Video: Astro-nut? staff and news service reports
updated 8/30/2007 4:08:52 PM ET 2007-08-30T20:08:52

Former astronaut Lisa Nowak can remove an electronic monitoring bracelet from her ankle while she awaits trial on charges she attacked a romantic rival, a judge ruled Thursday.

Nowak had argued that the bracelet was expensive, bulky and uncomfortable.

Judge Marc L. Lubet said that those claims did not matter, but that Nowak had behaved well enough over the last seven months to remove the device.

The woman Nowak is accused of attacking asked a court to require Nowak to continue wearing the device. Air Force Capt. Colleen Shipman said she still feared Nowak.

Lubet said Nowak had no reason to contact Shipman or travel to Florida, where Shipman lives, other than to attend court, or to Virginia, where Shipman’s boyfriend lives.

Nowak is also barred from Maryland and Delaware and from Washington D.C., without court approval, according to the filing.

Lubet also said the military has assured him that Nowak, a Navy captain, would face additional penalties if she violated the new parole conditions.

Nowak, 44, was arrested in February after confronting Air Force Capt. Colleen Shipman, the girlfriend of an astronaut Nowak had been seeing romantically, Bill Oefelein. Nowak allegedly stalked Shipman at the Orlando airport, then attacked her as Shipman arrived at her car.

Police say the married mother of three had driven nearly 1,000 miles (1,600 kilometers) from Houston to Orlando, using diapers to avoid taking breaks, and then pepper-sprayed Shipman while trying to get into her vehicle. Shipman was able to drive away, and Nowak was arrested. Police said she had a duffel bag with her that contained a steel mallet, a 4-inch (10-centimeter) knife and a BB gun.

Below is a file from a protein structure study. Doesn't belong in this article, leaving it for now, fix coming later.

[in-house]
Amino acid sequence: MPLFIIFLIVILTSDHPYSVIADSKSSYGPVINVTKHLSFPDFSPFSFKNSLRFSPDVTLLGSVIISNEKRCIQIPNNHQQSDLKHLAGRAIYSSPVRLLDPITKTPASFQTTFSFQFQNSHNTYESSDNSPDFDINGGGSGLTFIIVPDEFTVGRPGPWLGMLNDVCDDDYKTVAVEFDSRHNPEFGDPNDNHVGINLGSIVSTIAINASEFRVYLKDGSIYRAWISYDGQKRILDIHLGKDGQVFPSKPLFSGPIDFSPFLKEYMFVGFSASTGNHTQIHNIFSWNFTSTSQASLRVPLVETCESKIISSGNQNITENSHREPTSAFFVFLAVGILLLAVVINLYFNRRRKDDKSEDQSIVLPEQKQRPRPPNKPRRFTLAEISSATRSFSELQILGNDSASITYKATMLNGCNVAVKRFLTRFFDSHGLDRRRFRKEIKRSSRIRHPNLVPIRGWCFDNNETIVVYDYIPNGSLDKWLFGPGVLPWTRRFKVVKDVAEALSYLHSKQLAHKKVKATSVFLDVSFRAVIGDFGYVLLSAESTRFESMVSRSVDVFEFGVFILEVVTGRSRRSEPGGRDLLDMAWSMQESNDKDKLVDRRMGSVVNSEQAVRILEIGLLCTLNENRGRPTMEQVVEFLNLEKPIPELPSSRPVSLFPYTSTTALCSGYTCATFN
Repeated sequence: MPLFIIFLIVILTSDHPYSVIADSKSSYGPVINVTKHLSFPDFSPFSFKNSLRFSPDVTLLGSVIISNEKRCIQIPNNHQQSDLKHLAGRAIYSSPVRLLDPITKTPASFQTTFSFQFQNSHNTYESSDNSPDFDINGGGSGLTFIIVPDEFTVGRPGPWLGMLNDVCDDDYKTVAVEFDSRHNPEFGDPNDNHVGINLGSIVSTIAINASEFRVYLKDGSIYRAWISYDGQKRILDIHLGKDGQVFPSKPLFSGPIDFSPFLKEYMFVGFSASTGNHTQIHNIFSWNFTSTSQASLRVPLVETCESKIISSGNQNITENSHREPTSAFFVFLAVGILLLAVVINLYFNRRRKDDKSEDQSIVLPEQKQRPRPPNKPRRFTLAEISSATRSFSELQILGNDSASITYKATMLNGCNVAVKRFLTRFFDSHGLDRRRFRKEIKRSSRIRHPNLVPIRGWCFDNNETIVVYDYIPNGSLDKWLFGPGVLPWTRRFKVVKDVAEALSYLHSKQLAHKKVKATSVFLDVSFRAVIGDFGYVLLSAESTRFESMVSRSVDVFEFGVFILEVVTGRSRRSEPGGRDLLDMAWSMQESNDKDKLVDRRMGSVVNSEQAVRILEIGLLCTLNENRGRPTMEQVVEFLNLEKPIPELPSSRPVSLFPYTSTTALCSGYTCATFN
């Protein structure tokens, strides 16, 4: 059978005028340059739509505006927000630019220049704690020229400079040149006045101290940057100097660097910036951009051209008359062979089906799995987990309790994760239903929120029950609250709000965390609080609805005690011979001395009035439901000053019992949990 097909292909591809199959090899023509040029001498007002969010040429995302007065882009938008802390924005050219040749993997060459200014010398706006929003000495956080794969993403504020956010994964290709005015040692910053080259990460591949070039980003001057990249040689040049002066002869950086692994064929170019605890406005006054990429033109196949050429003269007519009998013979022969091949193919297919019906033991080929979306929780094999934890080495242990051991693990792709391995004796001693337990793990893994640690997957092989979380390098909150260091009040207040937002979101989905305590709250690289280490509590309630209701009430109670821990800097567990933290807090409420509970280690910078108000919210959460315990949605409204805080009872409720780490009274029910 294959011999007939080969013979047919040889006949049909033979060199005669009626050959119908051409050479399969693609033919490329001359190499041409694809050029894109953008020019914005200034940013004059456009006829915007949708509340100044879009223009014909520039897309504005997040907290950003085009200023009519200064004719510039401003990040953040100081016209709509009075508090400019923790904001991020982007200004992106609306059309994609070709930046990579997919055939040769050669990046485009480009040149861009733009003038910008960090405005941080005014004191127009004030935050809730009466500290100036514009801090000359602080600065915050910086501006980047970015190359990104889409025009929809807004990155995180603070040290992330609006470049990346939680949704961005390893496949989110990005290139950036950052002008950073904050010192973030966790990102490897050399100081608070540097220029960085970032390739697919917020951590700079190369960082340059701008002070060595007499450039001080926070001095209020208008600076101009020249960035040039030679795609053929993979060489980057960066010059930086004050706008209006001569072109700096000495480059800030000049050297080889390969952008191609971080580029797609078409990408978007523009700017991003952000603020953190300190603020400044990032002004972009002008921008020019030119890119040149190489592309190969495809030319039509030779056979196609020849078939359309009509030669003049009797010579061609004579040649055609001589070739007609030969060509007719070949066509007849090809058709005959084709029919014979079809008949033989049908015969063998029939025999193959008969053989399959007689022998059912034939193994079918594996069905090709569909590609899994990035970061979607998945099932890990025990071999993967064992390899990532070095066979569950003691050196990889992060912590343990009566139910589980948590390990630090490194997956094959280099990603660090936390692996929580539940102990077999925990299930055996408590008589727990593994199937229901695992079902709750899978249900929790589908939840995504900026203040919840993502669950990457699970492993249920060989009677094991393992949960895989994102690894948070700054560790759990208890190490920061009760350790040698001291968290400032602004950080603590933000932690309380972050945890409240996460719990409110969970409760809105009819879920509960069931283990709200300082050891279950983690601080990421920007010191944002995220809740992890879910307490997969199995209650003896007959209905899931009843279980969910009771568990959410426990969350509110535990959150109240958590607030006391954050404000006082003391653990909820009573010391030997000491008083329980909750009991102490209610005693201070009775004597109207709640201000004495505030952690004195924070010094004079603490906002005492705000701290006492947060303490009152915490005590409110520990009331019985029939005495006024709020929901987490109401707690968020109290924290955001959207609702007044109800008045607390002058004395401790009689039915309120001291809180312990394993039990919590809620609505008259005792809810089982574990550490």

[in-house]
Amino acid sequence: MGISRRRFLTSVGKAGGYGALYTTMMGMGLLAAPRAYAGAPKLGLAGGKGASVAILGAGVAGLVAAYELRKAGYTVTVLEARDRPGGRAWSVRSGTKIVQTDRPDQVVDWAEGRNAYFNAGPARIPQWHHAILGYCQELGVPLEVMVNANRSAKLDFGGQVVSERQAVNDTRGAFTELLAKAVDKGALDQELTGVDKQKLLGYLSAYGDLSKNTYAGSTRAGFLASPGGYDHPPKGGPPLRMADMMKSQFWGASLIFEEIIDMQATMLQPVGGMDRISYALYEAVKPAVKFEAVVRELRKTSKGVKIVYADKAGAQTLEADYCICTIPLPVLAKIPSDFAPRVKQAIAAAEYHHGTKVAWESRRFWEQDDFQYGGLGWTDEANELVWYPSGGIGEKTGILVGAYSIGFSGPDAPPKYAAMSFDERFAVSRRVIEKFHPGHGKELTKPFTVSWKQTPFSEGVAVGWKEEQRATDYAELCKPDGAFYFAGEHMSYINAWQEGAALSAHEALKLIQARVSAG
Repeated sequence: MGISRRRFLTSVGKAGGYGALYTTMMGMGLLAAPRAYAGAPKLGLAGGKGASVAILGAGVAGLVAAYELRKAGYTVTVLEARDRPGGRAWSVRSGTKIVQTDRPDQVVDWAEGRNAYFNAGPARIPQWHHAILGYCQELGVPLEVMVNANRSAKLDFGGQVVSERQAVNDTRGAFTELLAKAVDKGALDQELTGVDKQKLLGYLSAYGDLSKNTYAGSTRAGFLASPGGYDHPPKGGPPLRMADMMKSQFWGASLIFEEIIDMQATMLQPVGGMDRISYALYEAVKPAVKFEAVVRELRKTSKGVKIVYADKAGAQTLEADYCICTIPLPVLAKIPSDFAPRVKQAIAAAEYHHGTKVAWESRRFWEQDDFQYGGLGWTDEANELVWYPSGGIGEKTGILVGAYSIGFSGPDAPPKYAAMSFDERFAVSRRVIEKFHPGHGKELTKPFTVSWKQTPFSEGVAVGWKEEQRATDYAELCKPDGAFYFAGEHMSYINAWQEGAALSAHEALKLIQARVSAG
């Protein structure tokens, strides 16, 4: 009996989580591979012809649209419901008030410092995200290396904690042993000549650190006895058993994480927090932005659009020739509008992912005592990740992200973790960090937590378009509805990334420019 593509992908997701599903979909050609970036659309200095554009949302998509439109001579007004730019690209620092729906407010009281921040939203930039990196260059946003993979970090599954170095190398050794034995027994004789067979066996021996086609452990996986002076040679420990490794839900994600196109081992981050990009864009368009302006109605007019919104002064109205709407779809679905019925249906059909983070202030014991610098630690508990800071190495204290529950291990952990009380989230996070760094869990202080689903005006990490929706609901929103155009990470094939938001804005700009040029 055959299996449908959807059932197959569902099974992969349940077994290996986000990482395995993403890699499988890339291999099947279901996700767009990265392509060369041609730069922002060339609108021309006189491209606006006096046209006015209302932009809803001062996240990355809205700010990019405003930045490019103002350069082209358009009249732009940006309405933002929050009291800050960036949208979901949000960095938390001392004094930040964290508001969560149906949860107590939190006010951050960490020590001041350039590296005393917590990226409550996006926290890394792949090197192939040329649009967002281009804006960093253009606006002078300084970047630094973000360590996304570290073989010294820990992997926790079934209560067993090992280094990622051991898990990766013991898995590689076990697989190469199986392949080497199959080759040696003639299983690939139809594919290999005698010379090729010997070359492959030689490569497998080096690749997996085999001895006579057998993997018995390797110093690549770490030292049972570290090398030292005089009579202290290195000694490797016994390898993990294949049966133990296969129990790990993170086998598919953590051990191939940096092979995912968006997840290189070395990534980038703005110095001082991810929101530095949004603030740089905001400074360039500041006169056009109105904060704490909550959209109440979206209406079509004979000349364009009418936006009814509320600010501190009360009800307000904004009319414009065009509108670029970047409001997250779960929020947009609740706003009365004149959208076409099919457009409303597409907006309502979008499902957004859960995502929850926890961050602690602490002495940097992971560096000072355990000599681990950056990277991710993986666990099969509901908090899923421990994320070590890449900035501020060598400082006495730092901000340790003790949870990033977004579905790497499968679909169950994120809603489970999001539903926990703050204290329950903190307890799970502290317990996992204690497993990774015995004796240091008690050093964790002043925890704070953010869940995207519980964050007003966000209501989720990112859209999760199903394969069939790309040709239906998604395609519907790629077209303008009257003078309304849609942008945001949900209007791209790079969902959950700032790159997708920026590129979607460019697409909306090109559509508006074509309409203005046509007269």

Nowak was charged with attempted kidnapping, battery and burglary with assault and has pleaded not guilty.

She told police said she just wanted to talk to Shipman to find out “where she stands” in the love triangle. She was dismissed from the astronaut corps a month after her arrest and has a trial set for September.

At a Florida court hearing on defense motions Friday, Nowak apologized to Shipman.

In court documents released this week, Nowak's lawyers said their client may pursue a temporary insanity defense.

Nowak suffered from major depression, obsessive-compulsive disorder, insomnia and “brief psychotic disorder with marked stressors,” defense attorney Donald Lykkebak wrote in his notice of intent to rely on the insanity defense.

He also noted that the already petite Nowak recently lost 15 percent of her body weight and struggled with “marital separation.”

“Even the most naive observer should recognize that Lisa Nowak’s behavior on February 5 was uncharacteristic and unpredicted for such an accomplished person with no criminal record or history of violence,” Lykkebak said in a separate public statement.

A spokeswoman for Nowak’s legal team said the notice of intent didn’t necessarily mean the insanity defense would be invoked. “It was just a notice to preserve that option,” Marti Mackenzie said Tuesday on MSNBC's “Live With Dan Abrams.”

This report includes information from The Associated Press and

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